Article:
Balzac and the Little Chinese Seamstress is a coming of age story set in 1970’s China, during the height of Mao’s infamous “cultural revolution”. Dai Sijie grew up during this oppressive movement, when books were banned along with western music, free religion, and political opinion. The children of parents who were deemed “enemies of the state” were sentenced to years of “re-education” in China’s rural mountain towns. Sijie was one of these children. In Balzac and the Little Chinese Seamstress, Sijie weaves his own experiences into that of his characters creating an interesting look at this period in history.
The book is translated from french into english. I found the wording to be very simple which was fitting of the plain seamstress, though not of the main characters: two young city boys who are children of highly educated parents. The two boys, who have sent to be “re-educated”, find themselves with a suitcase full of banned books and a young mountain seamstress who is eager to learn from them. They take on the challenge of doing a little “re-educating” of their own when they meet the young mountain seamstress. SPOILER ALERT: The book ends abruptly when the young girl learns perhaps a bit too much and goes in search of a life of her own. We never find out what happens to our boys who find sanity in friendship and escape in books. This was a disappointing end to a book which I found to be too simple and bland to begin with.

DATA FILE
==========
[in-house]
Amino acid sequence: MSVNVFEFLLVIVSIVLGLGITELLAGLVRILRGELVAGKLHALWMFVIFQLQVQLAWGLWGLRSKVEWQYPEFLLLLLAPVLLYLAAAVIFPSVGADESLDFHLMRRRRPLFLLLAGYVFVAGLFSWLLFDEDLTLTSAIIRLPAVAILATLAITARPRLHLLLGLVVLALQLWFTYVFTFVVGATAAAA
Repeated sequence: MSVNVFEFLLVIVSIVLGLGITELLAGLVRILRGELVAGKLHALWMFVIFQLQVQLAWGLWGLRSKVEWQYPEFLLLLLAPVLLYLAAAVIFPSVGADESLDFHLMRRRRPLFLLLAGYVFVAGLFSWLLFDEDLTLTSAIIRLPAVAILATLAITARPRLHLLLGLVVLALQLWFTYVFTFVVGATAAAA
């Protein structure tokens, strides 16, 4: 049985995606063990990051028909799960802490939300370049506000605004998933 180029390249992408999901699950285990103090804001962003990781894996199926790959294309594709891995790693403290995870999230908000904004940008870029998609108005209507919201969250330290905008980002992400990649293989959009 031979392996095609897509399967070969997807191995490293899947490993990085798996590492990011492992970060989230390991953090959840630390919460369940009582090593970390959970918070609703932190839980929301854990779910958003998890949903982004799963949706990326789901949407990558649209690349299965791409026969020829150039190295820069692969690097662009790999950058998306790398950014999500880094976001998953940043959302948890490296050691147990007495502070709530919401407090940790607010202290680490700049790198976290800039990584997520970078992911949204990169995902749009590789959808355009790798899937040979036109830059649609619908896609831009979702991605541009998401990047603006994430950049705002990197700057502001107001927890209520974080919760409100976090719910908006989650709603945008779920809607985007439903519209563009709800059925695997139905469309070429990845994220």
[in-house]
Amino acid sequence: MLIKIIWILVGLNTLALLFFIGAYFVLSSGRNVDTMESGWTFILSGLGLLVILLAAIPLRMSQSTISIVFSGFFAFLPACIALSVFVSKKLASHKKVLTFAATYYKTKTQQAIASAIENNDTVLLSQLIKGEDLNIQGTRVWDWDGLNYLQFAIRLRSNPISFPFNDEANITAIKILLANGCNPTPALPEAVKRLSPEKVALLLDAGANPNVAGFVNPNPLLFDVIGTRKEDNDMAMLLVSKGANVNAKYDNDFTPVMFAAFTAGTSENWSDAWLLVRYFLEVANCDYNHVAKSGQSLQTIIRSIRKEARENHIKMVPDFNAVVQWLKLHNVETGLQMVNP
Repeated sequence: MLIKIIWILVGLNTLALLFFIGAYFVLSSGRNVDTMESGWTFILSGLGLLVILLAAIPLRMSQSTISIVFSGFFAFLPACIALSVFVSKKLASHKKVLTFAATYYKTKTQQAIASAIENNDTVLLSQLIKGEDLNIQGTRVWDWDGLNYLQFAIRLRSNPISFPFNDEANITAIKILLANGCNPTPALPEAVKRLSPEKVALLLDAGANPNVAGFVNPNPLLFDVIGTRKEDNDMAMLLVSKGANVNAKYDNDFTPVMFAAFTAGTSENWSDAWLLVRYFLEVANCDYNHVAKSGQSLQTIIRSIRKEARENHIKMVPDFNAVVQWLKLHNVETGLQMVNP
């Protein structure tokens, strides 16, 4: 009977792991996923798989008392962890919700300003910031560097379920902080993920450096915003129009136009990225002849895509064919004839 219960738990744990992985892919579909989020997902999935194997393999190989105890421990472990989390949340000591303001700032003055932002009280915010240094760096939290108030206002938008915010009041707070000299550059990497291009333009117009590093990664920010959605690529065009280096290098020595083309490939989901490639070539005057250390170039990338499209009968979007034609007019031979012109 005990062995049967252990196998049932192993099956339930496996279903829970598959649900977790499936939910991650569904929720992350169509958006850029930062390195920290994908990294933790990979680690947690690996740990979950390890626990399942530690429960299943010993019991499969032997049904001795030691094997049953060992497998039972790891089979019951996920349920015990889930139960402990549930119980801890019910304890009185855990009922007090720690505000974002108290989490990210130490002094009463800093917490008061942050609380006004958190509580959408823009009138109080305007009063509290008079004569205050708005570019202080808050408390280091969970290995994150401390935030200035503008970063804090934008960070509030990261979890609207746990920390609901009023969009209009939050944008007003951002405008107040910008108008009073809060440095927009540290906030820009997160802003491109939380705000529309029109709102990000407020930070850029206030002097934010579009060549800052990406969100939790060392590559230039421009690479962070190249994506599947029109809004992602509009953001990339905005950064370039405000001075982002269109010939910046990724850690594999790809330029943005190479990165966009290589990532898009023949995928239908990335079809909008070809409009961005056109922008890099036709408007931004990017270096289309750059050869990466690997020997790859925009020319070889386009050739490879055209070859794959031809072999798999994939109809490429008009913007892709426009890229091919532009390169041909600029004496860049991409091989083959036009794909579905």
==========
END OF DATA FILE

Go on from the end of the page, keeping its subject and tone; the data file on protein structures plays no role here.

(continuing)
This is a short and simple story of young people living in an impossible time in China. This book may be a good quick read to support middle schoolers learning about Mao’s cultural revolution, for that purpose, I recommend this read to young people aged 12+.
Posted by Janine Reads